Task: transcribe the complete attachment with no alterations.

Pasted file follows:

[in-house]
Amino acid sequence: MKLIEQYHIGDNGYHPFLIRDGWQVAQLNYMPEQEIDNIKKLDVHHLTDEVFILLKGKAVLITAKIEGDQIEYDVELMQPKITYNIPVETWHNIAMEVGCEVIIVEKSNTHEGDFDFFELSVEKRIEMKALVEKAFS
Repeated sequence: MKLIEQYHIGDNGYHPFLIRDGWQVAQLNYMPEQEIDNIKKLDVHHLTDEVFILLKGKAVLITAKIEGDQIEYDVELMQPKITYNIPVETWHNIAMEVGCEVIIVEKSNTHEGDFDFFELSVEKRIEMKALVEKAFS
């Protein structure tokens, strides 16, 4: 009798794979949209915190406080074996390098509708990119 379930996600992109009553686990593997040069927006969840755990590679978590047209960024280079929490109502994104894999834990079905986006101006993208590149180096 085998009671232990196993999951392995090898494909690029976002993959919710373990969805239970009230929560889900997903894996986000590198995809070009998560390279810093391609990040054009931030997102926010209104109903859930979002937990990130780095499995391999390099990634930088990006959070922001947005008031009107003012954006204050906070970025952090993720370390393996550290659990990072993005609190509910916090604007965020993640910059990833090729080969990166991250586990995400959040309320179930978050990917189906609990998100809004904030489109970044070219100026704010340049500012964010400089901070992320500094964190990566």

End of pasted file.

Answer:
[in-house]
Amino acid sequence: MKLIEQYHIGDNGYHPFLIRDGWQVAQLNYMPEQEIDNIKKLDVHHLTDEVFILLKGKAVLITAKIEGDQIEYDVELMQPKITYNIPVETWHNIAMEVGCEVIIVEKSNTHEGDFDFFELSVEKRIEMKALVEKAFS
Repeated sequence: MKLIEQYHIGDNGYHPFLIRDGWQVAQLNYMPEQEIDNIKKLDVHHLTDEVFILLKGKAVLITAKIEGDQIEYDVELMQPKITYNIPVETWHNIAMEVGCEVIIVEKSNTHEGDFDFFELSVEKRIEMKALVEKAFS
């Protein structure tokens, strides 16, 4: 009798794979949209915190406080074996390098509708990119 379930996600992109009553686990593997040069927006969840755990590679978590047209960024280079929490109502994104894999834990079905986006101006993208590149180096 085998009671232990196993999951392995090898494909690029976002993959919710373990969805239970009230929560889900997903894996986000590198995809070009998560390279810093391609990040054009931030997102926010209104109903859930979002937990990130780095499995391999390099990634930088990006959070922001947005008031009107003012954006204050906070970025952090993720370390393996550290659990990072993005609190509910916090604007965020993640910059990833090729080969990166991250586990995400959040309320179930978050990917189906609990998100809004904030489109970044070219100026704010340049500012964010400089901070992320500094964190990566």